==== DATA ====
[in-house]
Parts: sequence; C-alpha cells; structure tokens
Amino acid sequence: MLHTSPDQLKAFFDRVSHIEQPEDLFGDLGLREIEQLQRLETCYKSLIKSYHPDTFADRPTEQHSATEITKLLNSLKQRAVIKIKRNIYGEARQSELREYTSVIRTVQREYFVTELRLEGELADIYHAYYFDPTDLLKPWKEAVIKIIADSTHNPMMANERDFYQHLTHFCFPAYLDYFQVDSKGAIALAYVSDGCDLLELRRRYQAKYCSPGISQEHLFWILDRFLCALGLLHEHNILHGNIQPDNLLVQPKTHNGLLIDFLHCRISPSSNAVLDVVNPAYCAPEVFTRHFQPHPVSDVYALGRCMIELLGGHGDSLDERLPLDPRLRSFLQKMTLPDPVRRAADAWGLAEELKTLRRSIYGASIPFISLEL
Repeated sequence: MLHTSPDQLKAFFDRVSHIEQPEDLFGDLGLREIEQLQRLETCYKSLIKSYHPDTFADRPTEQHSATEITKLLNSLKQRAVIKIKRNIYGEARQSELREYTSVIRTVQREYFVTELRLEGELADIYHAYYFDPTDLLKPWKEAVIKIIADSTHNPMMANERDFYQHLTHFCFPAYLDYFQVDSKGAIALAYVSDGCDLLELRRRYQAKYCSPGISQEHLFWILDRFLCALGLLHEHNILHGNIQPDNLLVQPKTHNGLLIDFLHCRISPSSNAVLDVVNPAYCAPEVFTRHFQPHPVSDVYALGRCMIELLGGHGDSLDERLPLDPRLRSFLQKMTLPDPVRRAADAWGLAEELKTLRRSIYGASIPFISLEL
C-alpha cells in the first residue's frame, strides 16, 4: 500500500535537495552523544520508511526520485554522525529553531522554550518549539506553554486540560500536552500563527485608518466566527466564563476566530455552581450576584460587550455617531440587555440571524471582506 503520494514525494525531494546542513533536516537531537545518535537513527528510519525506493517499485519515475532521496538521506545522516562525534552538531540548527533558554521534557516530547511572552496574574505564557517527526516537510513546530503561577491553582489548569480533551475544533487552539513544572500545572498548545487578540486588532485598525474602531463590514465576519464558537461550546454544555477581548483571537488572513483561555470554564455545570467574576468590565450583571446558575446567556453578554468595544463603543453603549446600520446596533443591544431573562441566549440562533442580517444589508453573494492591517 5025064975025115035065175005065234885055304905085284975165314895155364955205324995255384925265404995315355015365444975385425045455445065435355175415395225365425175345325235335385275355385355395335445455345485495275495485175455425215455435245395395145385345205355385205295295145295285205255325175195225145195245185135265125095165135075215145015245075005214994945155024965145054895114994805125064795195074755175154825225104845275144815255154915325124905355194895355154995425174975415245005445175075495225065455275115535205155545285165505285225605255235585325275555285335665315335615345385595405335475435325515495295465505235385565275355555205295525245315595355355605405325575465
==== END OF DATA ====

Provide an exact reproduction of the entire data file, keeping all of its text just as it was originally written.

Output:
[in-house]
Parts: sequence; C-alpha cells; structure tokens
Amino acid sequence: MLHTSPDQLKAFFDRVSHIEQPEDLFGDLGLREIEQLQRLETCYKSLIKSYHPDTFADRPTEQHSATEITKLLNSLKQRAVIKIKRNIYGEARQSELREYTSVIRTVQREYFVTELRLEGELADIYHAYYFDPTDLLKPWKEAVIKIIADSTHNPMMANERDFYQHLTHFCFPAYLDYFQVDSKGAIALAYVSDGCDLLELRRRYQAKYCSPGISQEHLFWILDRFLCALGLLHEHNILHGNIQPDNLLVQPKTHNGLLIDFLHCRISPSSNAVLDVVNPAYCAPEVFTRHFQPHPVSDVYALGRCMIELLGGHGDSLDERLPLDPRLRSFLQKMTLPDPVRRAADAWGLAEELKTLRRSIYGASIPFISLEL
Repeated sequence: MLHTSPDQLKAFFDRVSHIEQPEDLFGDLGLREIEQLQRLETCYKSLIKSYHPDTFADRPTEQHSATEITKLLNSLKQRAVIKIKRNIYGEARQSELREYTSVIRTVQREYFVTELRLEGELADIYHAYYFDPTDLLKPWKEAVIKIIADSTHNPMMANERDFYQHLTHFCFPAYLDYFQVDSKGAIALAYVSDGCDLLELRRRYQAKYCSPGISQEHLFWILDRFLCALGLLHEHNILHGNIQPDNLLVQPKTHNGLLIDFLHCRISPSSNAVLDVVNPAYCAPEVFTRHFQPHPVSDVYALGRCMIELLGGHGDSLDERLPLDPRLRSFLQKMTLPDPVRRAADAWGLAEELKTLRRSIYGASIPFISLEL
C-alpha cells in the first residue's frame, strides 16, 4: 500500500535537495552523544520508511526520485554522525529553531522554550518549539506553554486540560500536552500563527485608518466566527466564563476566530455552581450576584460587550455617531440587555440571524471582506 503520494514525494525531494546542513533536516537531537545518535537513527528510519525506493517499485519515475532521496538521506545522516562525534552538531540548527533558554521534557516530547511572552496574574505564557517527526516537510513546530503561577491553582489548569480533551475544533487552539513544572500545572498548545487578540486588532485598525474602531463590514465576519464558537461550546454544555477581548483571537488572513483561555470554564455545570467574576468590565450583571446558575446567556453578554468595544463603543453603549446600520446596533443591544431573562441566549440562533442580517444589508453573494492591517 5025064975025115035065175005065234885055304905085284975165314895155364955205324995255384925265404995315355015365444975385425045455445065435355175415395225365425175345325235335385275355385355395335445455345485495275495485175455425215455435245395395145385345205355385205295295145295285205255325175195225145195245185135265125095165135075215145015245075005214994945155024965145054895114994805125064795195074755175154825225104845275144815255154915325124905355194895355154995425174975415245005445175075495225065455275115535205155545285165505285225605255235585325275555285335665315335615345385595405335475435325515495295465505235385565275355555205295525245315595355355605405325575465